On behalf of the Chiefs of Ontario, I welcome the addition of these new mental wellness teams. The announcement of this innovative approach to funding mental wellness initiatives follows many months of discussions between First Nations in Ontario and both levels of governments. The joint funding is a true collaborative funding model which can serve future initiatives in addressing the social determinants of health.”
Ontario Regional Chief
- In Budget 2017, the Government of Canada committed more than $118 million over five years for mental health programming. This is in addition to $350 million that the Government of Canada invests annually for community-based mental health and addictions programming on-reserve and in the territories.
- Budget 2018 commits to investing an additional $200 million over five years, with $40 million per year ongoing, to enhance the delivery of culturally appropriate addictions treatment and prevention services in Indigenous communities with high needs.
- As of March 31, 2018, the Government of Canada supports 45 mental wellness teams to serve over 326 communities across Canada.
- Mental wellness teams are designed and driven by communities with a strong emphasis on enhancing cultural safety and collaboration between community experts and others who provide client-centered care.
- Mental wellness teams provide a range of ongoing, day-to-day mental health services such as:
- assessment and intake, referrals, aftercare, cultural counselling, clinical services, Elder advisory service, mental health intervention counselling, community outreach, group/sharing circles, cultural ceremonies, land-based programs, training, and individual support.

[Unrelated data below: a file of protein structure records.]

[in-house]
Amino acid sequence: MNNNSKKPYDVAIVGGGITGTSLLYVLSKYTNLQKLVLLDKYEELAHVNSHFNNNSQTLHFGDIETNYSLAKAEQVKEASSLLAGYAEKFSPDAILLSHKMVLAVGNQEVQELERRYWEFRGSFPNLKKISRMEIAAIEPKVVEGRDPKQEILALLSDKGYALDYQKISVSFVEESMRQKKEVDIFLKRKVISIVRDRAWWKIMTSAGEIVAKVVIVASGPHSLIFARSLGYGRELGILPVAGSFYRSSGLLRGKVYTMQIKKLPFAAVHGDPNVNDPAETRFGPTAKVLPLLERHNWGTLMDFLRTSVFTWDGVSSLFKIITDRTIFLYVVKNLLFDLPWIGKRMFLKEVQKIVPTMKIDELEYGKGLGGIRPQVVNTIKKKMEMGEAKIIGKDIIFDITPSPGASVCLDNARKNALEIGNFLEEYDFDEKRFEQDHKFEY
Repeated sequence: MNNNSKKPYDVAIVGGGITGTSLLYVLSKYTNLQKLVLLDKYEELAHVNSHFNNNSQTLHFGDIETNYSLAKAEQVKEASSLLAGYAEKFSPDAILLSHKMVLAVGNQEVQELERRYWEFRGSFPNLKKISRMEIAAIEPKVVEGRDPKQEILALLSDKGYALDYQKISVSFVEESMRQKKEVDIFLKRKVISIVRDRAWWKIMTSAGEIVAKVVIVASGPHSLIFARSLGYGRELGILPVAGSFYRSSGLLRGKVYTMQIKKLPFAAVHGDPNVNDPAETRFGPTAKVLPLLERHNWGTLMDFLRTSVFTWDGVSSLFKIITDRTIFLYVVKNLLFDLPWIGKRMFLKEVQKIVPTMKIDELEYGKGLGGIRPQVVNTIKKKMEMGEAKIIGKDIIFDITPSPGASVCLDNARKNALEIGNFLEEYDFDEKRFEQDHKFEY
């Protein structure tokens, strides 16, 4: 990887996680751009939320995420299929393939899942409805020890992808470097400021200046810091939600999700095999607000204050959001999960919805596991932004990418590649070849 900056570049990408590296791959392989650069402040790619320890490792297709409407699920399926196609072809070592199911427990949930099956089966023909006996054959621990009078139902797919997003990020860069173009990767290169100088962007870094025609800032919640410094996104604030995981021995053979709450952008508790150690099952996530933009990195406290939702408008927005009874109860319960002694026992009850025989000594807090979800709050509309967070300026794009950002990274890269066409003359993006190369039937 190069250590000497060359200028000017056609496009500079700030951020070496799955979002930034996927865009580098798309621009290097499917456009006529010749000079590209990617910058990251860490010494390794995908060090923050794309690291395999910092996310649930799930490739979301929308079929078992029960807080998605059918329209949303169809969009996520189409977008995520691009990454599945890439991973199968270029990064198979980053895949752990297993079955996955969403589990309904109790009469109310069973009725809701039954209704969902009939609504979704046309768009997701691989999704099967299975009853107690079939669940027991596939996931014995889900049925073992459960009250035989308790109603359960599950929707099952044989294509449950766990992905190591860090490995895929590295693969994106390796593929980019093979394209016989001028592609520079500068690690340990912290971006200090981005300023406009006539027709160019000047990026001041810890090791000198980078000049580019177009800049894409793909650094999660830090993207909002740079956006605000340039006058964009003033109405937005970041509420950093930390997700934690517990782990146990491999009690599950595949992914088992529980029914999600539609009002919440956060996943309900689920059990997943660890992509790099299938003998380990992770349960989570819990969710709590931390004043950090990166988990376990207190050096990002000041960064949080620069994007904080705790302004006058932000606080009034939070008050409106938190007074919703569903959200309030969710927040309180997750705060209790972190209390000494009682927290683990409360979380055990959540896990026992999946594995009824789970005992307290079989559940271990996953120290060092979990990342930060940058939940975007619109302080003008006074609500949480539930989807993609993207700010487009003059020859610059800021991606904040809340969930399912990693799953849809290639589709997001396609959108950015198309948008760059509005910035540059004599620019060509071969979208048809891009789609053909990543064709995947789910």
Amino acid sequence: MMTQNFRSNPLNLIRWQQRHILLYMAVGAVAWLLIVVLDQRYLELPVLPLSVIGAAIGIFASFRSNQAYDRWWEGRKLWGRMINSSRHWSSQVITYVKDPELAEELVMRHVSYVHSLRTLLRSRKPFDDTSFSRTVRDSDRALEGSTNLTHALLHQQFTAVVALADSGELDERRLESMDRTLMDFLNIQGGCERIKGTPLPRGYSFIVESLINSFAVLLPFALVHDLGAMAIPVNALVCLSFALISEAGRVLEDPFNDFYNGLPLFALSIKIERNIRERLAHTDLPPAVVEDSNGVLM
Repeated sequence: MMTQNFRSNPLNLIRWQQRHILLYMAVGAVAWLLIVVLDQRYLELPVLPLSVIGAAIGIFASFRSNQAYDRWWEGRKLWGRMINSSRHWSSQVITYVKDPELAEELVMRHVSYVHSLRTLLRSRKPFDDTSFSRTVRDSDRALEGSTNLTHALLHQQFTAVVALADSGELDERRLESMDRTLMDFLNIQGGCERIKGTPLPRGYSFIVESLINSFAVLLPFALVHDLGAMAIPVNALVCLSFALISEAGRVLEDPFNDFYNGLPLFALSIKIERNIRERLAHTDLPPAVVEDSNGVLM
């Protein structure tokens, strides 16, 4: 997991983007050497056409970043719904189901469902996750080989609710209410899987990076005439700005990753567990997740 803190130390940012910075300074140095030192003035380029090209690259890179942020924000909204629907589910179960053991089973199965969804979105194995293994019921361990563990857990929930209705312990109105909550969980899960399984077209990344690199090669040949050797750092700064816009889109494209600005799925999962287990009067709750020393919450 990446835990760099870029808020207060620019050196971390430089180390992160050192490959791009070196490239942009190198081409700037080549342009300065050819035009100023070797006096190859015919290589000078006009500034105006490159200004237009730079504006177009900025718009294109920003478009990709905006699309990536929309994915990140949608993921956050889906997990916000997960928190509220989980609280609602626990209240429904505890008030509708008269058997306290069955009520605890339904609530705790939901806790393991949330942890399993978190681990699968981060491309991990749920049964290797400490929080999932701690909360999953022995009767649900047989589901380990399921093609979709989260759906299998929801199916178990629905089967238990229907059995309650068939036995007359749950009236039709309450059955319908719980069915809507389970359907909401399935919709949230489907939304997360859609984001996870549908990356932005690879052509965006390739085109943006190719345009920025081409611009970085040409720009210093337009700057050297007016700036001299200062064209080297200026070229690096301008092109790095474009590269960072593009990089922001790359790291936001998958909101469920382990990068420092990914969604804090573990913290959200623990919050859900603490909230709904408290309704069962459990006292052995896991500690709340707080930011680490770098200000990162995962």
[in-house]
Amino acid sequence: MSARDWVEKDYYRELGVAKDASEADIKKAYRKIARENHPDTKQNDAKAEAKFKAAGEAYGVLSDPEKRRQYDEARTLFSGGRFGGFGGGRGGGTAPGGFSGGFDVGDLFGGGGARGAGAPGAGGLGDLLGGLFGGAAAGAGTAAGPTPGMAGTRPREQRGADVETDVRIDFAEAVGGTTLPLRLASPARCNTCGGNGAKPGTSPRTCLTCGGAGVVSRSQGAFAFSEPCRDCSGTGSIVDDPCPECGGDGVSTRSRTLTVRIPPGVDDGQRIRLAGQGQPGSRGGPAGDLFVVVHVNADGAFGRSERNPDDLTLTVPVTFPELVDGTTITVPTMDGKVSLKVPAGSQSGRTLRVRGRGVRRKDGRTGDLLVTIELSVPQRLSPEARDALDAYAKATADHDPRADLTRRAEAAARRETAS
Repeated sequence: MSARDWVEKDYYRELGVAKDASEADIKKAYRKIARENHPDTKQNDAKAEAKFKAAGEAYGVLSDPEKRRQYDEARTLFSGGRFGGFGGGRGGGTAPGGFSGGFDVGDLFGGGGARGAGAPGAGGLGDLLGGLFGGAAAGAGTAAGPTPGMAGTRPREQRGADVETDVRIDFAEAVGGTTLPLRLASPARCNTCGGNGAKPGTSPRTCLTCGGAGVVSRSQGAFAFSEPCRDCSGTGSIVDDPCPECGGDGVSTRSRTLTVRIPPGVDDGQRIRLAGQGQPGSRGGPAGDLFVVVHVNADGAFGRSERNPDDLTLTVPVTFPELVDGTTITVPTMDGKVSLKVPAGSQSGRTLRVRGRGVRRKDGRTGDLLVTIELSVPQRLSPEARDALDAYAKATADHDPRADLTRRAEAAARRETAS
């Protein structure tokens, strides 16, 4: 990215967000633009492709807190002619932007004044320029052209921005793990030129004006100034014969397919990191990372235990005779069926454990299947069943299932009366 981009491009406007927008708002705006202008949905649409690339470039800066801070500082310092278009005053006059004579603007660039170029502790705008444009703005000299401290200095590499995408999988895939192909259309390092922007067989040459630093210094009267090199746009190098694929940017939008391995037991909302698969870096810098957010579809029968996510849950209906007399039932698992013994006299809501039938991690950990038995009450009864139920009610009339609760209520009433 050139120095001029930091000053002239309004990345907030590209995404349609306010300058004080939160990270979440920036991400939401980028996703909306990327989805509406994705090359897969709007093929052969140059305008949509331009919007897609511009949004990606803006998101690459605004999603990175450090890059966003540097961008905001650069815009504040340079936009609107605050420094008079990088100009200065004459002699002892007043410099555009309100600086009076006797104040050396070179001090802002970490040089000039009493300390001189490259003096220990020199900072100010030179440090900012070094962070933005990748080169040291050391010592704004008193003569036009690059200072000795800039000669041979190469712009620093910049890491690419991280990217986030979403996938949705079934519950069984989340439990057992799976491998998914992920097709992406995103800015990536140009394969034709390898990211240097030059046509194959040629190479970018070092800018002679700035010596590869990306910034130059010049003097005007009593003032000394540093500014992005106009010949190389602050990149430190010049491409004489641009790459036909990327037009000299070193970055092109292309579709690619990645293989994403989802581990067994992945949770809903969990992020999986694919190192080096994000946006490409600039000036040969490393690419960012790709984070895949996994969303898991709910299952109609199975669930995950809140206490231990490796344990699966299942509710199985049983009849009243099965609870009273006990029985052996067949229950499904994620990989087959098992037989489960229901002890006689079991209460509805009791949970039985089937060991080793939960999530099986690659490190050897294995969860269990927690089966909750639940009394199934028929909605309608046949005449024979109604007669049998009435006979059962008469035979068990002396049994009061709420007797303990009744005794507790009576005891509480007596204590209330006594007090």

- Ontario is investing $2.1 billion over four years to support the development of a more accessible and better integrated mental health and addictions system across the lifespan. This includes:
- Increased funding over the next four years to $79 million for community-based prevention and well-being for Indigenous children and youth, with a focus on programs and services that are culturally appropriate.
- An additional $8 million over the same time period will be allocated to base funding for Indigenous child and youth mental health service providers.
- Ontario’s First Nations Health Action Plan is investing nearly $222 million over three years (starting in 2016-17) in the areas of primary care, public health and health promotion, seniors’ care and hospital services, and life promotion and crisis support.
- Ontario is working with Indigenous partners to address the legacy of residential schools, close gaps and remove barriers, support Indigenous culture, and reconcile relationships with Indigenous peoples. Ontario is investing more than $250 million over three years on programs and actions focused on reconciliation, which will be developed and evaluated in close partnership with our Indigenous partners.
- As part of Walking Together, the province’s Long-Term Strategy to End Violence against Indigenous Women, Ontariois investing $80 million over three years to the Family Well-Being Program to reduce the effects of violence on Indigenous families and support families in crisis. This program is designed, developed and delivered by and for First Nation, Métis, Inuit and urban Indigenous partners in their own communities.